When I first heard of this movie and saw its trailer, I have to admit the idea of a coming-of-age set in the 1990s very much intrigued me—especially since I’m a ’90s kid and I actually once had the idea for a film surrounding a group of friends (or should I say F•R•I•E•N•D•S?) growing up in that decade. So, we took the opportunity of renting this through…no, not Blockbuster Video, sadly, but a more 21st-century version called Redbox.
MID90s, written and directed by Jonah Hill in his feature directorial debut, follows Stevie (Sunny Suljic), a 13-year-old living in Los Angeles with his single mother (Katherine Waterston) and aggressive older brother (Lucas Hedges). Stevie, like many kids his age, feels like he doesn’t fit in and has a poor family life. He soon enters into a gang of rebellious young skateboarders…but hanging with the wrong crowd ultimately takes its toll.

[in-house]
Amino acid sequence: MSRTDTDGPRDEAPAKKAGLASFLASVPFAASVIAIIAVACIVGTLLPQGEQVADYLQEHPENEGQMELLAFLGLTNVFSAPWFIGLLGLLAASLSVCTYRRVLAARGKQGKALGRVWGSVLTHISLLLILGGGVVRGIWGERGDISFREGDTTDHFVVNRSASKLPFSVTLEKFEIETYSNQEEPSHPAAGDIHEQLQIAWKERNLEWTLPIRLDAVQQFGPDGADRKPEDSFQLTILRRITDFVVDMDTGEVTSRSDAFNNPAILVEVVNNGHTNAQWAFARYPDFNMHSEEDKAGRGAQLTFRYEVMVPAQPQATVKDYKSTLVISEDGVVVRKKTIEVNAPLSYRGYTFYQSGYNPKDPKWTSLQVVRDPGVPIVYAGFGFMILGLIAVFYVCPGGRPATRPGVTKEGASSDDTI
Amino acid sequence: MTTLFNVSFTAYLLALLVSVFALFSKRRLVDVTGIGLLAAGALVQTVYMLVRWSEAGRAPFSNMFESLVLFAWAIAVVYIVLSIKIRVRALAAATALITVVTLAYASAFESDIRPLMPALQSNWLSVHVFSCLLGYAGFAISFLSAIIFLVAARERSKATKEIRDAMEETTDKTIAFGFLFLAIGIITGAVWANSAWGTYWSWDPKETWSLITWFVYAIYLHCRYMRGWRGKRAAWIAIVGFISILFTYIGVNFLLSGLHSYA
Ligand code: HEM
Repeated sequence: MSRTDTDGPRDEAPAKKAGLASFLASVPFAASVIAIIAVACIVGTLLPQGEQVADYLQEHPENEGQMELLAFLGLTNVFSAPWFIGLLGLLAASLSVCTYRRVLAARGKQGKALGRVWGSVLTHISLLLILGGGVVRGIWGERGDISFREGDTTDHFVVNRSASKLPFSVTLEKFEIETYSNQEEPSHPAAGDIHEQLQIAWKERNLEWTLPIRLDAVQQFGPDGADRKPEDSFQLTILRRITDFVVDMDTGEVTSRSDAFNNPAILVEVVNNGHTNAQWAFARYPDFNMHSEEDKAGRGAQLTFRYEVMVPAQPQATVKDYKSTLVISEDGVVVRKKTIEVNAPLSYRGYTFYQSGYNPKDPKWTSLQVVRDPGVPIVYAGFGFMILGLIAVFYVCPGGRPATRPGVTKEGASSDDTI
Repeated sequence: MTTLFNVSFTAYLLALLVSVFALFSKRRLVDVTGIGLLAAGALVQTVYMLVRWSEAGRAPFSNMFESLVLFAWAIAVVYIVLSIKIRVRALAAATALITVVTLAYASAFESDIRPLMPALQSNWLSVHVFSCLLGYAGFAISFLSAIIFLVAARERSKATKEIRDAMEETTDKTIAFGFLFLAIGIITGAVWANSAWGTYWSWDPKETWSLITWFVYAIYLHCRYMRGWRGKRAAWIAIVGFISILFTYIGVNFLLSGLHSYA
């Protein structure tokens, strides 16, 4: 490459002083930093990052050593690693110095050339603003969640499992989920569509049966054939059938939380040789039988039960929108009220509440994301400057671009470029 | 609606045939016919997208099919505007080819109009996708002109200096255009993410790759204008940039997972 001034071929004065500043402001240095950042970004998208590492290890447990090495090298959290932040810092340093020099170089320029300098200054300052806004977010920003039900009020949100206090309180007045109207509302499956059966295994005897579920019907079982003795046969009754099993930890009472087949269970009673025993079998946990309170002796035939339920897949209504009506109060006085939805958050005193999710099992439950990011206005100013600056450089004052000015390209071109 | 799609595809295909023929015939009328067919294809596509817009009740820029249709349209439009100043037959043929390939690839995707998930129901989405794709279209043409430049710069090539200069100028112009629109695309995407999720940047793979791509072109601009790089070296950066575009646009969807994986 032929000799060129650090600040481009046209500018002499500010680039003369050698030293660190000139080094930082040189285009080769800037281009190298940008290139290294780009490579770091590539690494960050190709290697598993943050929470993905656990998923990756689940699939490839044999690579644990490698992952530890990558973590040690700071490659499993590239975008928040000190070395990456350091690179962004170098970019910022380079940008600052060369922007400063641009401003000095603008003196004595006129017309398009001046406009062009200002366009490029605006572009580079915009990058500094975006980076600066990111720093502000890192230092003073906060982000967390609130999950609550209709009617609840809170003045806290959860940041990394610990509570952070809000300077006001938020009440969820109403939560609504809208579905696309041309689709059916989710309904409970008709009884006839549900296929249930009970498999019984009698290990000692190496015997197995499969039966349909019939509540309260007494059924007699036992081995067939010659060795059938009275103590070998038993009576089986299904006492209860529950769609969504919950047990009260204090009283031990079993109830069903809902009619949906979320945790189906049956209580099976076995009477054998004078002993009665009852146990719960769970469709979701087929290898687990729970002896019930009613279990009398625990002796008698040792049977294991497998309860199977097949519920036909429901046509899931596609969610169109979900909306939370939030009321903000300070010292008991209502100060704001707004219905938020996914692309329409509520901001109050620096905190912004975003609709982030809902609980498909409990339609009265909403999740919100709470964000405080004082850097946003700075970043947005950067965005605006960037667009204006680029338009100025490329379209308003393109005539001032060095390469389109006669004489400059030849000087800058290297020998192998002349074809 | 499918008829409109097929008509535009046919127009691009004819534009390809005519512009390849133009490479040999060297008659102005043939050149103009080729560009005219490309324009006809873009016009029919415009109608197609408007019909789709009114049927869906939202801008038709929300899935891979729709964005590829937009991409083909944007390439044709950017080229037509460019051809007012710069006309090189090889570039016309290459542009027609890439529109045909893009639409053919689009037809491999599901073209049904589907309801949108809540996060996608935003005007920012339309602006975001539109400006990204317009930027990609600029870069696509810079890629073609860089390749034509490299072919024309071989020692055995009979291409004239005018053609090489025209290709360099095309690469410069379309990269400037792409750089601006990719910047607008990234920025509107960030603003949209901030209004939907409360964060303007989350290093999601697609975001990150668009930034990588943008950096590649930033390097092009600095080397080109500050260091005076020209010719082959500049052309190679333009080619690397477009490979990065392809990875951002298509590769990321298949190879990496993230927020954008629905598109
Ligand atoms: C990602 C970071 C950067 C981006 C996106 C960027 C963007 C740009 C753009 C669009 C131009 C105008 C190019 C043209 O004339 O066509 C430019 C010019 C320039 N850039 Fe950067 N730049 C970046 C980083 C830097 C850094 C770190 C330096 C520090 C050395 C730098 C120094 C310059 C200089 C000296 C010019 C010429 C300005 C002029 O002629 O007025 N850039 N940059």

This film was completely different from what I thought it would be going in. It is actually a lot more cynical, vulgar, and profane than I would’ve expected. It may have even crossed my proverbial line as far as language is concerned, although on the other hand the fact that it doesn’t pull any punches as far as its dialogue and characterizations can make for a more relatable experience to people who have found themselves in similar situations during their own childhoods. I, of course, am not one of them, although I probably would’ve liked it more if I was; even so, it is a very interesting and obviously nostalgia-provoking look through the eyes of Generation Y.
Besides the nostalgic and amazingly-darn-near-authentic set, prop, and costume design aspects, the film maintains its ’90s aesthetic principally through its 4:3 aspect ratio (which would, of course, evoke the days of watching movies on VHS) and through its 35mm film photography; the fact that several dust particles have been left intact on the digitally-edited film throughout is, at least to me and whether or not it was actually intended, still enough of a nice added touch.